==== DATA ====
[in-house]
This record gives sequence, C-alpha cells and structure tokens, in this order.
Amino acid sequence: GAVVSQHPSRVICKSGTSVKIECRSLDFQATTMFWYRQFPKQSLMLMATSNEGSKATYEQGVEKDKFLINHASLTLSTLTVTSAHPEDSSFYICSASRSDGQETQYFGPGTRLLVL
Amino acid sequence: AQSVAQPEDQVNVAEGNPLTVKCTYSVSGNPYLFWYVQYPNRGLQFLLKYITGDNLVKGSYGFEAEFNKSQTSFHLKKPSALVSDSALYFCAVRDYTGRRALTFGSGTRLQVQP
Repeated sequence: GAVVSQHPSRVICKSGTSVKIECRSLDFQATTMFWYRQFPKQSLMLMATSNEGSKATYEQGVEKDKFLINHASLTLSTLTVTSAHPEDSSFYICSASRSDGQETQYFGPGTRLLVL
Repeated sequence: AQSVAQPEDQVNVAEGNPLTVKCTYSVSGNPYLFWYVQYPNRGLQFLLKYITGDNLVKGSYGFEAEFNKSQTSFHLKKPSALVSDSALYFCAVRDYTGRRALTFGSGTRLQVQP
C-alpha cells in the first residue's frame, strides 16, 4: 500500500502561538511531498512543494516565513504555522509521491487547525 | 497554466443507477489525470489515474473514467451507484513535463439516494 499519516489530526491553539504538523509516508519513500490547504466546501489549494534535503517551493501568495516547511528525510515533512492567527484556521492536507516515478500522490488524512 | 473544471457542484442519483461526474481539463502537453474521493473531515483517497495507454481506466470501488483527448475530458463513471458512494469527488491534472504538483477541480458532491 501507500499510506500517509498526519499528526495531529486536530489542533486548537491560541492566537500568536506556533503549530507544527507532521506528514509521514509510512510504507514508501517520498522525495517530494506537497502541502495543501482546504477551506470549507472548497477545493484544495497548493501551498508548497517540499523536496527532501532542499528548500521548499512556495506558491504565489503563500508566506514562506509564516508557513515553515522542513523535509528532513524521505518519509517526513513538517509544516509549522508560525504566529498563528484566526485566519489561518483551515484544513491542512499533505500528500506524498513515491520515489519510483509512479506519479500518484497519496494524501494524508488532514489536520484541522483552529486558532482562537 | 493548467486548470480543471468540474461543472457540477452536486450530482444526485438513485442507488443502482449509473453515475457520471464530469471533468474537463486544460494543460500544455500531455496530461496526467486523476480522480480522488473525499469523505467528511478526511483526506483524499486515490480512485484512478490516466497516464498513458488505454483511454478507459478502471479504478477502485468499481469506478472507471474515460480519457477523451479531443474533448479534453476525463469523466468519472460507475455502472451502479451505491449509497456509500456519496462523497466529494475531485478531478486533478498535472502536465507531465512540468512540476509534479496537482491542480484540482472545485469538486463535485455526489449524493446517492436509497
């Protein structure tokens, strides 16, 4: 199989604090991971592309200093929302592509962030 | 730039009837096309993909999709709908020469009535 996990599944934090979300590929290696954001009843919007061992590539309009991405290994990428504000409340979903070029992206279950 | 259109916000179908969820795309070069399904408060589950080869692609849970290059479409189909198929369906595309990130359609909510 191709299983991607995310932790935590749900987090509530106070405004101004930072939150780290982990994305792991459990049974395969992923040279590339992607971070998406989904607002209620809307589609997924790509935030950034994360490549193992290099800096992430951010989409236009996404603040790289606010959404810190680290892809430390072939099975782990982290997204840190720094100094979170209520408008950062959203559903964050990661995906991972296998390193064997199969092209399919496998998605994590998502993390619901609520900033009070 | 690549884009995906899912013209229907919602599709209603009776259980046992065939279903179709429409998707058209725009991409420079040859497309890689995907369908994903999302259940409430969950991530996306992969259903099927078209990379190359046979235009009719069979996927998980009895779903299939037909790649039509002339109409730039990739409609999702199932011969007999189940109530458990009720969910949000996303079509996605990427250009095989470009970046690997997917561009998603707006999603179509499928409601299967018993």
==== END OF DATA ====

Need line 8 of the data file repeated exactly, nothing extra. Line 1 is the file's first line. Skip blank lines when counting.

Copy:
């Protein structure tokens, strides 16, 4: 199989604090991971592309200093929302592509962030 | 730039009837096309993909999709709908020469009535 996990599944934090979300590929290696954001009843919007061992590539309009991405290994990428504000409340979903070029992206279950 | 259109916000179908969820795309070069399904408060589950080869692609849970290059479409189909198929369906595309990130359609909510 191709299983991607995310932790935590749900987090509530106070405004101004930072939150780290982990994305792991459990049974395969992923040279590339992607971070998406989904607002209620809307589609997924790509935030950034994360490549193992290099800096992430951010989409236009996404603040790289606010959404810190680290892809430390072939099975782990982290997204840190720094100094979170209520408008950062959203559903964050990661995906991972296998390193064997199969092209399919496998998605994590998502993390619901609520900033009070 | 690549884009995906899912013209229907919602599709209603009776259980046992065939279903179709429409998707058209725009991409420079040859497309890689995907369908994903999302259940409430969950991530996306992969259903099927078209990379190359046979235009009719069979996927998980009895779903299939037909790649039509002339109409730039990739409609999702199932011969007999189940109530458990009720969910949000996303079509996605990427250009095989470009970046690997997917561009998603707006999603179509499928409601299967018993």